We have no such benchmarks. The constraints are finding attractive deals and the time it takes to structure and consummate any transaction in India.  Then we may also need to juxtapose this with the deals we may be seeing in other countries and the relative time it takes to work those.

I can however state that we are actively looking to invest in India right now.

Are you looking at any new funds for Indian real estate, hospitality or retail?

We have just closed a new fund focussed on more mature assets in the office segment and residential projects where approvals are in place and price discovery has typically happened.

Meanwhile, we have the Virtuous Retail platform which is actively looking for new equity opportunities either for JVs or 100% greenfield or even brownfield buyouts in the retail mall / shopping center anchored mixed use project space.

Finally, Xander Finance is cash rich and looking to undertake fixed return type deals where counterparties are cash constrained or are looking to pay high yield coupons for acquisition or take-out financing because they do not want to dilute equity.

Are you looking at any exit from your investments this year or next?

We are looking at exits at all times. As an investor we are in the business of making AND exiting investments. If we believe an investment is fully priced or where future risks do not justify a potential future uptick, or where there is simply a disconnect in what we believe something is worth and what (higher) price someone if ready to pay us for the asset / shareholding, we will look to exit.  Of course any exit would need to meet all regulatory requirements like lock-in restrictions etc., and prior approval of the relevant authorities. We also take into account the strategic nature of some of our investments / relationships.

You plan to invest $ 600 million to develop 12 malls. What is the idea behind this?

Let me clarify. We have already invested $ 600 Million into the Virtuous Retail platform. This is not a plan but rather a fact and we have been building out the platform since August 2007.  The platform, which is now one of the largest retail real estate portfolios in India, currently comprises approximately 10 MM sqft of shopping malls and lifestyle centers across 6 of the top 10 cities. These assets are at various stages of development (as foreign investors we can only undertake greenfield projects, and retail malls of this size and quality take 5-6 years at the very least to execute). Our first center, VR Surat is slated to open in March 2013.

Virtuous Retail has no debt and substantial uncommitted equity capital which we plan to use to acquire new greenfield and brownfield properties and assets. Our team is actively looking for such new acquisition / JV opportunities across the top 10 cities in India.

Our ‘glocal’ team allows us to tap into the best international talent while building on foundational local talent and experience to create centers that are international in style but Indian at heart.  We offer domestic and international retailers a pan-India institutional platform to work with across their key target markets, saving considerable management time and bandwidth, and to allow them to plan their operations more predictably. We offer investors like pension funds, endowments and charitable foundations an institutionally owned diversified Indian portfolio with the transparency and highest levels of corporate governance that they have struggled to find in India, that allows them to generate consistent annual income over a long term horizon; and finally and most importantly, we aim to offer customers an experience integrated with their local communities and culture, where shopping almost becomes incidental.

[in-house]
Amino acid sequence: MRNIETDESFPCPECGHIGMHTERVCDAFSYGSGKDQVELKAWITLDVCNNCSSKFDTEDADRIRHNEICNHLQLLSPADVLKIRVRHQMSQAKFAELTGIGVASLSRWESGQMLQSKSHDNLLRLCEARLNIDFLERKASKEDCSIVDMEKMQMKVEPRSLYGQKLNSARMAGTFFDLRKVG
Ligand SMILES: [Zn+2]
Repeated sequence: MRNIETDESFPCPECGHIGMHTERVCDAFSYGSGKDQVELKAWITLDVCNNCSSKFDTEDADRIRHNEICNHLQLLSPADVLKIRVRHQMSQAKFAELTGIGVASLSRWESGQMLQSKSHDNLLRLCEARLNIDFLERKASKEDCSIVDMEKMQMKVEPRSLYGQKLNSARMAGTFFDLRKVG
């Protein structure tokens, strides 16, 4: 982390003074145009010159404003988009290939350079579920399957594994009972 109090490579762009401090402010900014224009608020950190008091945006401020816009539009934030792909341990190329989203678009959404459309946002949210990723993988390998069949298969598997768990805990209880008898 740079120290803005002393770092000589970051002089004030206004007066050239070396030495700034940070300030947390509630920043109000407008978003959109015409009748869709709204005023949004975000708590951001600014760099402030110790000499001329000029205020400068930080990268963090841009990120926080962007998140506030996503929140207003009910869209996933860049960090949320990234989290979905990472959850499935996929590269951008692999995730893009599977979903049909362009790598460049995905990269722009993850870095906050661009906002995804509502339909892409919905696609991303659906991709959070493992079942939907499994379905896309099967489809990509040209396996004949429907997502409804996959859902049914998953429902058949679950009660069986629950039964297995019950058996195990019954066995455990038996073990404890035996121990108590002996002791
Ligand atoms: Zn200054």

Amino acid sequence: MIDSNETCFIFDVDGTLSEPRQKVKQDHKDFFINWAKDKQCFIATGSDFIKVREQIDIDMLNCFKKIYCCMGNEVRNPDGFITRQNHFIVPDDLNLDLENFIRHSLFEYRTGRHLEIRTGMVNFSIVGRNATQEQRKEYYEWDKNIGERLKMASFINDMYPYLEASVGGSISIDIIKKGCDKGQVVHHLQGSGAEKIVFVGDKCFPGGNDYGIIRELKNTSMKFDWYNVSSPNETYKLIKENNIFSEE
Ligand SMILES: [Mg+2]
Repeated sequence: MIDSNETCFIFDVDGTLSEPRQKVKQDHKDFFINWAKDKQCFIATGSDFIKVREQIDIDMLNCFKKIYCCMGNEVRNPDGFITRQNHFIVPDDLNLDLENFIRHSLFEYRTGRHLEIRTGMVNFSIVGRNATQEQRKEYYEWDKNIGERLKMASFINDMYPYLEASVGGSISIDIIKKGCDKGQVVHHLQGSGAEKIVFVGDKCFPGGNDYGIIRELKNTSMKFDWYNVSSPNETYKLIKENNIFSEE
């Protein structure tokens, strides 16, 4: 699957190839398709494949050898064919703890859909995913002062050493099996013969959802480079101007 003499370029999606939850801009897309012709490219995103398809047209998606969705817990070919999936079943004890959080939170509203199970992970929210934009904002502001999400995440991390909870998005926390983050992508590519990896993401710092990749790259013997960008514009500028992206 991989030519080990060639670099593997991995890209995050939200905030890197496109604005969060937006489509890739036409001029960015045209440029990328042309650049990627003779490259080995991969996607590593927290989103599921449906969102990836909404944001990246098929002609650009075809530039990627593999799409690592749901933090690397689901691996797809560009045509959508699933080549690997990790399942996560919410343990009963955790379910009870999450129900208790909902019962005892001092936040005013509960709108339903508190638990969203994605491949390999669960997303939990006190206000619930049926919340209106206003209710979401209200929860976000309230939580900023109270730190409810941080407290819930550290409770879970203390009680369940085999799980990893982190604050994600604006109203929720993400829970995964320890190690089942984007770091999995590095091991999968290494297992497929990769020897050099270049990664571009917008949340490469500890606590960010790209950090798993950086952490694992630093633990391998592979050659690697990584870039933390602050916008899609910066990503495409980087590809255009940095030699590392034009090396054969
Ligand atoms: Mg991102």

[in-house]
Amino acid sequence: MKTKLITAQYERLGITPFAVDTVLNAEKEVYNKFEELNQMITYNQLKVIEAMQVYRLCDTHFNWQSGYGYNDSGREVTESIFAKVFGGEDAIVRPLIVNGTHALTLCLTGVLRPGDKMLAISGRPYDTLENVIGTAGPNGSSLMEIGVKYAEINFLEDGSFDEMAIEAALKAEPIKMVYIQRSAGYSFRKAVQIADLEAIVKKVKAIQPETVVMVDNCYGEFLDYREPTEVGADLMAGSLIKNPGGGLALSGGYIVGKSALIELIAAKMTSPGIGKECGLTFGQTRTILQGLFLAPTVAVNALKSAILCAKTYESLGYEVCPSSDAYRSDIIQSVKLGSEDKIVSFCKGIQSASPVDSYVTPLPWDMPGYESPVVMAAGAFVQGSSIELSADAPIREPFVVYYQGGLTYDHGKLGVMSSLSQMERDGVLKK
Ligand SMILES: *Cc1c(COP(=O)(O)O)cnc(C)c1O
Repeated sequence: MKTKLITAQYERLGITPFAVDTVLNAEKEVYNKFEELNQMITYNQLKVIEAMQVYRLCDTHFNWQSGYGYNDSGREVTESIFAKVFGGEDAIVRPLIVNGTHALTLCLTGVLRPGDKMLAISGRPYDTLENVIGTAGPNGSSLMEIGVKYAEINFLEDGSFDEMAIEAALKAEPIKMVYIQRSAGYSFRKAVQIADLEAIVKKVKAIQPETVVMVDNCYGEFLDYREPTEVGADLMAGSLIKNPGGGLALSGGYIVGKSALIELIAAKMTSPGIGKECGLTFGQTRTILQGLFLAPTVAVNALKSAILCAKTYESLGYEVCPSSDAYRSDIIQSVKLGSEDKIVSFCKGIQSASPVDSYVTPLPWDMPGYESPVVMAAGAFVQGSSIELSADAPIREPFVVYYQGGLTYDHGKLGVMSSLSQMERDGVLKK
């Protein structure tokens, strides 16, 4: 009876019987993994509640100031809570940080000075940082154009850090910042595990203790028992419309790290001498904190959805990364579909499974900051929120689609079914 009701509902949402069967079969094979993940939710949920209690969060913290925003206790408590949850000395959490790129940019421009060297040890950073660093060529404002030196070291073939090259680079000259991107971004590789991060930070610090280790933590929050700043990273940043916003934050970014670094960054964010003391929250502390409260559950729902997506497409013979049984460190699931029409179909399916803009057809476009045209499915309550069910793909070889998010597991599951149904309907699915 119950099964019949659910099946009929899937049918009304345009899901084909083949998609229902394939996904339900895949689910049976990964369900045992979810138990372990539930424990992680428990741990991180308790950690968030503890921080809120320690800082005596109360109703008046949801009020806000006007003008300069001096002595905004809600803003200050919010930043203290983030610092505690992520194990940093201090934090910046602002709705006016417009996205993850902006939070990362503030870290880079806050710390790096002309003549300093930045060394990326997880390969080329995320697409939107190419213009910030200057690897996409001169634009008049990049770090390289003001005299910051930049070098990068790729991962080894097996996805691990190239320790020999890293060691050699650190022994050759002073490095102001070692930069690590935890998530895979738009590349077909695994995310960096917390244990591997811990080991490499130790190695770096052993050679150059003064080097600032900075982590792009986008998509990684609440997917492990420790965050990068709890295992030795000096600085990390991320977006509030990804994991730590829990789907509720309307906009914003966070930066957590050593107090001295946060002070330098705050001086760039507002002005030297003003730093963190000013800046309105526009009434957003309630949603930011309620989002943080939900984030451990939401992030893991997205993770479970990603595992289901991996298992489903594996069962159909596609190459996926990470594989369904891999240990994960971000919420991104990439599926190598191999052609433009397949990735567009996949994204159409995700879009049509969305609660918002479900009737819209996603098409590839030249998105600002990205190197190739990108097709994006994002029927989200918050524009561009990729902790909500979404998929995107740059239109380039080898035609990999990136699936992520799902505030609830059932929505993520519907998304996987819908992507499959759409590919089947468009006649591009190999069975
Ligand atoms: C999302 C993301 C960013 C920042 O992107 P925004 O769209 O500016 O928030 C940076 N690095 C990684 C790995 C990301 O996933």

The idea that we have been executing on was simple - to build, own and operate a portfolio of retail malls and centers which any retailer, international or domestic, would like to be a tenant in. The platform offers centers which are planned and designed to international benchmarks, built to A-Grade quality, future-proofed to meet the changing requirements of India's rapidly growing organized retail market and operated to optimize the customer experience while becoming a community hub, hence helping retailers increase trading densities, and in the process generating consistent returns for all stakeholders.

What is your outlook for residential, office and retail spaces in the next one to two years?


India is too vast a country for me to be able to generalize across these asset classes for the entire country. We believe real estate is a local subject and while macro themes may become interesting or uninteresting at various times, there are always opportunities available.

Since 2005, the top 7 cities in India have seen the commercial office (third party tenanted) market grow from approximately 60 MM sqft to 310 MM sqft (a 5X) with net absorption between 30-40 MM sqft on average every year (compare this to 2 MM sqft in New York City last year) . In residential in the same 7 cities, there is approximately 250 MM sqft being absorbed every year.  Yet developers claim they are losing money and investors have been unable to generate returns.

As you can see the problem is not with the market. It's with the players in the market; developers who do not want to create value through actual development and see windfall arbitrage only in quick fixes and a nebulous entitlement process; and investors who instead of doing the hard work analysing fundamentals are just betting on leverage and growth (or usually both) to generate returns.

Growth in our opinion will not cover all sins.